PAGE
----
Mar­i­anne Lumb on what in­spires her cook­ing

Cur­rently at the helm of bi­joux, fine-din­ing restau­rant Mar­i­anne in Not­ting Hill, the MasterChef: The Pro­fes­sion­als fi­nal­ist talks to Blos­som Green about her culi­nary idols and favourite hang­outs

Food and Travel (UK) - - Contents -

Where does your love of cook­ing come from? I’ve al­ways been fas­ci­nated by food – I love ev­ery­thing about it. My fa­ther was a butcher, so grow­ing up we’d prep and cook dishes for the shop at home. He worked very hard and didn’t have a holiday for a decade, but when I was older we would holiday in the south of France. We’d drive and stop along the way. My food is in­flu­enced by those fam­ily trips to the Med.

Where do you go on your trav­els? Next month I’m go­ing to a vine­yard in Is­tria, Croa­tia, for three days. Then I’ve got a lovely trip to Switzer­land planned. I’ve just dis­cov­ered long-lost fam­ily in Rouge­mont near Gs­taad, in the can­ton where Gruyère is made; the moun­tains are so beau­ti­ful in sum­mer. Then to Alba in Italy for the truf­fles, to have a proper sniff around – lit­er­ally. How has work­ing out­side Europe in­flu­enced your food? Syd­ney was my first real ex­pe­ri­ence of Asian cui­sine and it turned ev­ery­thing up­side down for me. Dar­linghurst, where I lived, has some amaz­ing Thai and Asian restau­rants. I’d never had a proper Thai curry be­fore and the flavour in Thai basil blew me away. We do veni­son ravi­oli with aubergines braised in miso with Thai basil oil. You could call it my sig­na­ture dish.

De­fine your style of cook­ing I tend to say that it’s mod­ern Euro­pean be­cause that gives me a bit of lee­way. I aim for it to be in­cred­i­bly el­e­gant but it has to be lick-the-plate de­li­cious. I learnt that from my time work­ing at Gravetye Manor.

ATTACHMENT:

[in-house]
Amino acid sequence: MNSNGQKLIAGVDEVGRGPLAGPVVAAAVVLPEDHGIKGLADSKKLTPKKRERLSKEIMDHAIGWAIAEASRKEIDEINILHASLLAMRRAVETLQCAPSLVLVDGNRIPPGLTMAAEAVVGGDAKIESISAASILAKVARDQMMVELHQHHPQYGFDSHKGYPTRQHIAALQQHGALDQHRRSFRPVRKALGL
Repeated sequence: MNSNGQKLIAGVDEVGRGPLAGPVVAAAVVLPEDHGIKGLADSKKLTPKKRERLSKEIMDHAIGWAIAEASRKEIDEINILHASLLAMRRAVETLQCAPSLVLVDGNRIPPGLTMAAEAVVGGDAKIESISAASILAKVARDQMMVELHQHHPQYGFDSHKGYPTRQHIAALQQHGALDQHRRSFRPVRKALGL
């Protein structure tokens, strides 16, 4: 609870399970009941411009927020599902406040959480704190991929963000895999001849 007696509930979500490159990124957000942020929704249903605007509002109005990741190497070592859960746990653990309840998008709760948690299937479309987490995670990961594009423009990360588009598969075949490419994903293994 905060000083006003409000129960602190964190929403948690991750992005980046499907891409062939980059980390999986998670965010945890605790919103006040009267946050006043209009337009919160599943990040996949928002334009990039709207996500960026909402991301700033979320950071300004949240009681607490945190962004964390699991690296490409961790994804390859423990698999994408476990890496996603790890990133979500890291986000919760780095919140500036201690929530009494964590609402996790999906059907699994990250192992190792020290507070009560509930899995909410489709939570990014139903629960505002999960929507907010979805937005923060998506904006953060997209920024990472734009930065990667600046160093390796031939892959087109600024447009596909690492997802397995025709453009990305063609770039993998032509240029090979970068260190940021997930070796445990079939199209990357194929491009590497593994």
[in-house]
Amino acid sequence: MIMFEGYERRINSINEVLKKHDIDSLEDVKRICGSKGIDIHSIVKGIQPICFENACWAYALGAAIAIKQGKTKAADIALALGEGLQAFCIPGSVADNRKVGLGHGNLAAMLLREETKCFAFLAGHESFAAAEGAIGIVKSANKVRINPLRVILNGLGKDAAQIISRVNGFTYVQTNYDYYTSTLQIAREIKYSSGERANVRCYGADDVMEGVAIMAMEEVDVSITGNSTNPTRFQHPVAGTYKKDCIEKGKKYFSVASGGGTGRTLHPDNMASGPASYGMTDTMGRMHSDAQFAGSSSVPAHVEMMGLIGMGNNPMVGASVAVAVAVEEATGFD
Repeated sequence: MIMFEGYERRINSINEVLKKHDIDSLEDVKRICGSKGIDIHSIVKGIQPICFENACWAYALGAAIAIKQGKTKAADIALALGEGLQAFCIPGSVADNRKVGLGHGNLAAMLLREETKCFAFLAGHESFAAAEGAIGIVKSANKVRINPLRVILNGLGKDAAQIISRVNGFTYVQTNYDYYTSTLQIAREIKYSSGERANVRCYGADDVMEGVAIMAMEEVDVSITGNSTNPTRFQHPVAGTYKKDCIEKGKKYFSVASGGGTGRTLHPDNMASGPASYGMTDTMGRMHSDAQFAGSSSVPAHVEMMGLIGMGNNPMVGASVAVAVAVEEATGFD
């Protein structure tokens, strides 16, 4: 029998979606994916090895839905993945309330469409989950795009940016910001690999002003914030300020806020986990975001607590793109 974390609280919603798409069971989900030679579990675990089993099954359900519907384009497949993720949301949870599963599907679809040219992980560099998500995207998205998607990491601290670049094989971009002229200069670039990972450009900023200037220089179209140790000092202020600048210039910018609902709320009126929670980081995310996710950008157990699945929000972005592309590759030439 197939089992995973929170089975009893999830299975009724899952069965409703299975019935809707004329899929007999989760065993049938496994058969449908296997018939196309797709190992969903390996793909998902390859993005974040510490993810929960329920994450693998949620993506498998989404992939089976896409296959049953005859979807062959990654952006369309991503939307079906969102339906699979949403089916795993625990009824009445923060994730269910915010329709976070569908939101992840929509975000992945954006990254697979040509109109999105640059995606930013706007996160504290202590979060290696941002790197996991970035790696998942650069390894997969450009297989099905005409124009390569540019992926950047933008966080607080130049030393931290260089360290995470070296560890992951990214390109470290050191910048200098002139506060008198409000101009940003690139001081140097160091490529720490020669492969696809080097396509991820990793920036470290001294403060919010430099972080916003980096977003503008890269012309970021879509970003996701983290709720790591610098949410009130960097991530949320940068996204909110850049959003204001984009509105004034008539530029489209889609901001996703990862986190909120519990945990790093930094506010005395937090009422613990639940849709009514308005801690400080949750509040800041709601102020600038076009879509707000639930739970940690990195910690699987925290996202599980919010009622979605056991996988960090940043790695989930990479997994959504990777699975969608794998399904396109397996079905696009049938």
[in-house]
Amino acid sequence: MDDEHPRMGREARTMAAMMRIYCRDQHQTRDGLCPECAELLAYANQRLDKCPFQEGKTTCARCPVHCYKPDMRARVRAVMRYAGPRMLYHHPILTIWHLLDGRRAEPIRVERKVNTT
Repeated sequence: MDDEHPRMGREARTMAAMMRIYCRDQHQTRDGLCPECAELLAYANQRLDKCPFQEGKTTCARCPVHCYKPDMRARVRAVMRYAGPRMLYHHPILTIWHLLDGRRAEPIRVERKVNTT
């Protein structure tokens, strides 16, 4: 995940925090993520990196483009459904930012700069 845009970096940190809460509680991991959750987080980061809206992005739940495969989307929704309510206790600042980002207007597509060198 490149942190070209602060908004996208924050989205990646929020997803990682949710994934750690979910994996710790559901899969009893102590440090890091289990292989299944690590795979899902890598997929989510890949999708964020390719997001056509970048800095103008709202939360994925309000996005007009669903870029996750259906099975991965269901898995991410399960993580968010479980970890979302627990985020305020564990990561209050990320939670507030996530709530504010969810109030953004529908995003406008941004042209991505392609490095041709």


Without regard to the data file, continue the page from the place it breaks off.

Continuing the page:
Any favourite in­gre­di­ents? I love cheese – I think that’s my Swiss her­itage. And truf­fles, which I’ve only be­gun to un­der­stand and ap­pre­ci­ate over the past ten years as a chef. Then there’s ar­ti­chokes. They’re of­ten mis­un­der­stood and they’re a real labour of love, but I find them the most beau­ti­ful things. I’ve been us­ing cit­rus fruits such as miya­gawa and loads of blood or­anges.

What about food heroes and chefs that ex­cite you?

Brett Gra­ham at The Led­bury and Si­mon Ro­gan are def­i­nitely heroes. And Alain Pas­sard from Le Point; I love his food. Ana Roš in Slove­nia is a food hero­ine. There are lots of really cool women com­ing up through the ranks, like El­iz­a­beth Haigh who got a Miche­lin star for Pid­gin and is now set­ting up on her own. Eaten any­where stand­out lately? I loved Claude Bosi’s cook­ing at Hi­bis­cus, but at Biben­dum it’s an­other level. In Hong Kong, try Ar­cane. It’s a beau­ti­ful, small restau­rant run by Shane Osborn from Pied à Terre. The food’s in­cred­i­bly del­i­cate and flavour­some. In New Zealand, Am­is­field Vine­yard and Bistro is the most idyl­lic restau­rant in the world, sit­ting in an old gold­min­ing area. Vaughan Mabee’s menu is fresh and sea­sonal. Where do you take the team after ser­vice? The Cow’s great for last-minute drinks as it’s next door and has a top at­mos­phere. There’s also Cé­pages around the cor­ner. Then

The Chip­ping Fore­cast, a mod­ern fish and chip place on All Saints Road that’s really great. Bao in Soho is good fun, too.

Clock­wise from above: veni­son ravi­oli at Mar­i­anne; Mar­i­anne Lumb; ar­ti­choke; Am­is­field Vine­yard in New Zealand

Clock­wise from left: truf­fle­hunt­ing in Alba, north­ern Italy; El­iz­a­beth Haigh, who set up Pid­gin and is now at Kaizen House; Claude Bosi’s Biben­dum

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